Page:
33. Using a small backsaw, or dovetail saw, square off the original
       mortises, and clean them up perfectly square with your chisel.
       Or, do as I did, and use a coping saw to shape a piece of pine
       to fit into the original mortise as a plug.
   34. Use a small piece of clear pine to fill in the original mortises.
       You can make these over sized and shave them carefully with
       a block plane.
   35. Before installing the roller strikes, I re-lacquered the trim strip
       face with an amber tinted (overprint) lacquer so that the new
       pieces matched nicely.
   36. Install the roller strikes.
   37. Close the passive panel, and throw the shootbolts.
   38. Carefully close the active panel and check your work. It should close without touching any of
       the lock parts except the latch bolt, which should engage its strike.
   39. Throw the shootbolt by inserting the handle/spindle and pulling it up.
   40. Make any further adjustments needed for smooth, positive action.
   41. The original Ferco 528 had three through holes for the spacers and screws that hold the
       escutcheons. The new 528 has only two. While the new lock was out of the door, I used a

              All About Doors & Windows      |   1901 Cherry St. Kansas City, MO 64108-1714
                                                                                                             5                                                         Published 6/8/2005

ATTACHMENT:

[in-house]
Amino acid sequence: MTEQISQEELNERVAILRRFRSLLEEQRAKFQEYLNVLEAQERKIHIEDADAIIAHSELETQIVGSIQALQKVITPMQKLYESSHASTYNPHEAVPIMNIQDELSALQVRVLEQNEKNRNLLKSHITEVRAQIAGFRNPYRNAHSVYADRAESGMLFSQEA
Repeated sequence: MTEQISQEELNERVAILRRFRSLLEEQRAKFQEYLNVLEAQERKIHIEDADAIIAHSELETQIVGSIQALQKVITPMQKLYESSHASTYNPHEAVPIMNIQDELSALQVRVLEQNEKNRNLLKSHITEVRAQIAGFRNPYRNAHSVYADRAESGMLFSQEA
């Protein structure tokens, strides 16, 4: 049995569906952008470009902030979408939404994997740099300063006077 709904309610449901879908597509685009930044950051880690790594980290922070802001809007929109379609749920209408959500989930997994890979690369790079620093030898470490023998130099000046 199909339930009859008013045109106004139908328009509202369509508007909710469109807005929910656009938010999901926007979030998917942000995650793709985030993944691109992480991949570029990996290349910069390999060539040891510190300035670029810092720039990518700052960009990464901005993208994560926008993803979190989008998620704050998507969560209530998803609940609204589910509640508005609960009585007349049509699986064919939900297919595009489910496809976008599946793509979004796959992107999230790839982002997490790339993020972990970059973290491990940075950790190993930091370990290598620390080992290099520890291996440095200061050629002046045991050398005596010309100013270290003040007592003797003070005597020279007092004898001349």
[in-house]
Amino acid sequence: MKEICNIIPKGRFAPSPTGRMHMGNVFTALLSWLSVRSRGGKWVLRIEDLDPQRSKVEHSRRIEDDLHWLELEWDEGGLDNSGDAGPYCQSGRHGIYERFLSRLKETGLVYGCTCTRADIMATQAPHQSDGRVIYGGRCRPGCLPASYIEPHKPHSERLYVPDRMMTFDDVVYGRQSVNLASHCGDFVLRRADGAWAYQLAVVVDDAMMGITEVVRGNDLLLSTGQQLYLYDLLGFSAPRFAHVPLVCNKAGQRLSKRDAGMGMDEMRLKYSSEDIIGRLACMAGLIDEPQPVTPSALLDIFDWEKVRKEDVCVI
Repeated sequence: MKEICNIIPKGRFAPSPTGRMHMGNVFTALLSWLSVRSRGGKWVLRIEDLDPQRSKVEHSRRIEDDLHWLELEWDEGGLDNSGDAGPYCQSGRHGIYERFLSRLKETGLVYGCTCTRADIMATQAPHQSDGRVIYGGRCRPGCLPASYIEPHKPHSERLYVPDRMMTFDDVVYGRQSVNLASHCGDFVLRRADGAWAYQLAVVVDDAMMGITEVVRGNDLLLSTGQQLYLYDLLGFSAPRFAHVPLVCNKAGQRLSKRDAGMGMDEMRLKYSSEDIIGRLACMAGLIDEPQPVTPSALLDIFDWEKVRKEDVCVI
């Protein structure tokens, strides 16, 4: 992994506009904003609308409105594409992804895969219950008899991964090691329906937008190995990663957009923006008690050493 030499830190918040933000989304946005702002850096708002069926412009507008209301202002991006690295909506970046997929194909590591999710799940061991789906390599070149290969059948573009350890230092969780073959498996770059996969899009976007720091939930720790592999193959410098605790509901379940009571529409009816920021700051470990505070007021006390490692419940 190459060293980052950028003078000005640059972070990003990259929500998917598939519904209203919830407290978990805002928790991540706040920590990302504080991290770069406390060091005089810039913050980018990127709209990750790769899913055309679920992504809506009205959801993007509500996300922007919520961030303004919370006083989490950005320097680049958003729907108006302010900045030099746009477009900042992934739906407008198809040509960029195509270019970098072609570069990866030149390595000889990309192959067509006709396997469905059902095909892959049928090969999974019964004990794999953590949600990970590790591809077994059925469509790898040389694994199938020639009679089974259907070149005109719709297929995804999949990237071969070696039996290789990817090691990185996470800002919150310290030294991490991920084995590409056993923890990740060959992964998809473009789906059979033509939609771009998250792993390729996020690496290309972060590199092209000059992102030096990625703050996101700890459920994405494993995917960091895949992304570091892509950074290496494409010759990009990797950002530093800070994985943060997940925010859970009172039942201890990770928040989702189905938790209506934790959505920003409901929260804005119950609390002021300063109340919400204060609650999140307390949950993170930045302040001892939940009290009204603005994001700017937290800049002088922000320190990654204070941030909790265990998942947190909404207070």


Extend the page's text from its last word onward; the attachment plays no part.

Forstner bit to bore a clean hole for a dowel in the place where the middle through-hole used to
       be. Do this on both faces of the door. When replacing the escutcheon, you can use flat-slot oval-
       head #8 x 1/2 inch brass wood screws in the place where the middle spacer used to go.
   42. While the door is being repaired, you may want to replace the
       weatherstripping and the bottom sweeps. All About Doors and
       Windows has these items, and they are easy to replace.
   43. Replace the escutcheons and lever handles, reversing the disassembly
       instructions. One difference, is that you will have to cut the new lock
       spindle to length. Use the original as a guide. Also, I made gaskets
       from rubber-fiber gasket paper to go under each outside escutcheon. I
       have always had problems with water leaking into the area around the
       escutcheon spacers, and silicone has never helped. Simply trace
       around the outside of the escutcheon and cut carefully with a razor
       knife. I used gasket punches to make the round holes but you can do
       it with a sharp razor knife.
   44. The replacement lock spindle is only 7mm square. This provides an
       advantage in making the part of the lock that it passes through more
       robust. However, the new spindle won't fit the handles without minor
       modification. A set of two hollow brass shims is provided. After
       cutting and de-burring the new spindle, place these over the ends of
       the spindle and you can now continue to reverse the disassembly
       instructions to complete the job.

             All About Doors & Windows     |   1901 Cherry St. Kansas City, MO 64108-1714


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Description: How to Replace a Multipoint Lock in a Wooden Atrium Door